Sound Tigers return home disappointed after playoff loss
BRIDGEPORT — Progress isn’t always a smooth, straight line. Development comes at different speeds.
Coaches and players have said it about individual Bridgeport Sound Tigers over the past few years, and maybe it goes for the group as well. An OK year got them into the playoffs three years ago and got them swept. A better year two years ago saw them just miss the playoffs. A justdecent year last year left them home for the postseason.
This year’s team finished second in the Atlantic Division, earned home ice in a playoff series for the first time in a decade and lost a battle in five games to Hershey. Three games went to overtime, including the winner-take-all Game 5 Saturday at Webster Bank Arena.
“Especially for the younger guys to get a chance to play in the playoffs, it shows what it takes to win, what it takes to advance, what you may need to do in the offseason,” veteran Bridgeport forward Stephen Gionta said Monday as the team broke up for summer.
“It could’ve gone either way. It’s a hard-fought series. For some of these younger guys to get that experience, to have a series go the distance, in the overtime, and see what it’s like, the grind that it is, I think it’s something that’s a huge benefit, even though the season ended. It’s something that will help some of the younger prospects, carrying on with their learning experiences.”
If “Wait ‘til next year” was born in Brooklyn, it belongs almost as much now in Bridgeport, a city that hasn’t seen a May hockey game since 2003.
But things felt different this year, with the parent New York Islanders improved as well, with standout veterans added to a mix of Bridgeport youngsters with the potential to get that first playoff-series win in 16 years.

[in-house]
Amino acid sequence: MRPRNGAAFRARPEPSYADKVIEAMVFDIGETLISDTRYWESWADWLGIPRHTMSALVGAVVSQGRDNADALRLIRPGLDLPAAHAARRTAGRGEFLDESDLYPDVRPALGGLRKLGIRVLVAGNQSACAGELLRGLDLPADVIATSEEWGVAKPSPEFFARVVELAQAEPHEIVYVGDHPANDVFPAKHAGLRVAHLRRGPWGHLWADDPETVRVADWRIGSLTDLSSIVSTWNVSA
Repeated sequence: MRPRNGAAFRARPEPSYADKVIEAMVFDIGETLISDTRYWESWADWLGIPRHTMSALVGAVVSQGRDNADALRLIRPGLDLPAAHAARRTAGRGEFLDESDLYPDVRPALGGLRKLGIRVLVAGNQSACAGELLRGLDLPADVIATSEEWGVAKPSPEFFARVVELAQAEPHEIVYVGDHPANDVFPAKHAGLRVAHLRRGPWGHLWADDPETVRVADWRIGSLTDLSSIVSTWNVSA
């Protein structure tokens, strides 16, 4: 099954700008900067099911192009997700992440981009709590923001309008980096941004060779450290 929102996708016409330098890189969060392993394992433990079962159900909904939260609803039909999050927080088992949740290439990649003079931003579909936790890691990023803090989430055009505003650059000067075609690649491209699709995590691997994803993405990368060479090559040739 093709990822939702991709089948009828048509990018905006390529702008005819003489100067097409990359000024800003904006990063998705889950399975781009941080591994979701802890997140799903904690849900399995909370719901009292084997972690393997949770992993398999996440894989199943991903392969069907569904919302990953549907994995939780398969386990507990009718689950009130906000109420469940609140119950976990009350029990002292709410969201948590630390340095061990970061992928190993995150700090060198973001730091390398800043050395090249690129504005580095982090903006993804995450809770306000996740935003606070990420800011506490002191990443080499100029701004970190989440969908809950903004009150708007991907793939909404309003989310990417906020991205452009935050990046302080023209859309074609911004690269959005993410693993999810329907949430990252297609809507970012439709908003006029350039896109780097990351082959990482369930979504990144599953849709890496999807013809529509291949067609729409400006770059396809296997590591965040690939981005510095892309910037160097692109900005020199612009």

“That one stings, because we had a group that could’ve gone a long ways and done some damage,” coach Brent Thompson said. “You’ve got to look at the big picture, with Chris
(Lamoriello, the team’s third-year general manager and the son of first-year Islanders GM Lou) involved, bringing in some solid free agents, we took steps in the right direction as far as having a real good hockey team here.”
Those free agents included goalie Jeremy Smith, who won 21 games; Matt Lorito, who returned from a torn ACL with 16 points in 23 games; and leading scorer Chris Bourque, a future AHL Hall of Famer, joining brother Ryan.
Past Sound Tigers teams had few veterans; this year’s team usually had more than were eligible to play under league rules. Bridgeport rotated some of them, keeping them fresher if nothing else.
“Overall, I think it was a pretty successful year for our team. We went through some peaks and valleys,” Chris Bourque said. “We came together as a group pretty quickly there. It was really fun to be a part of.
The future’s bright for, I think, the Sound Tigers and a lot of the prospects going forward for the Islanders.”
Bourque’s frequent linemate, Otto Koivula, finished second on the team in scoring to Bourque. Kieffer Bellows had ups and downs in his rookie year but had a strong playoff series.
Michael Dal Colle hit his stride in his third pro season and spent half the year in the NHL. He’s likely the next forward in for the Islanders.
Oliver Wahlstrom, at 18 (born June 2000, just two and a half months after the AHL announced there’d be a franchise in Bridgeport in 2001), arrived at the end of the season and made an impression.
“We built off last year. The biggest thing was all our young guys stepped up from last year,” defenseman Seth Helgeson said.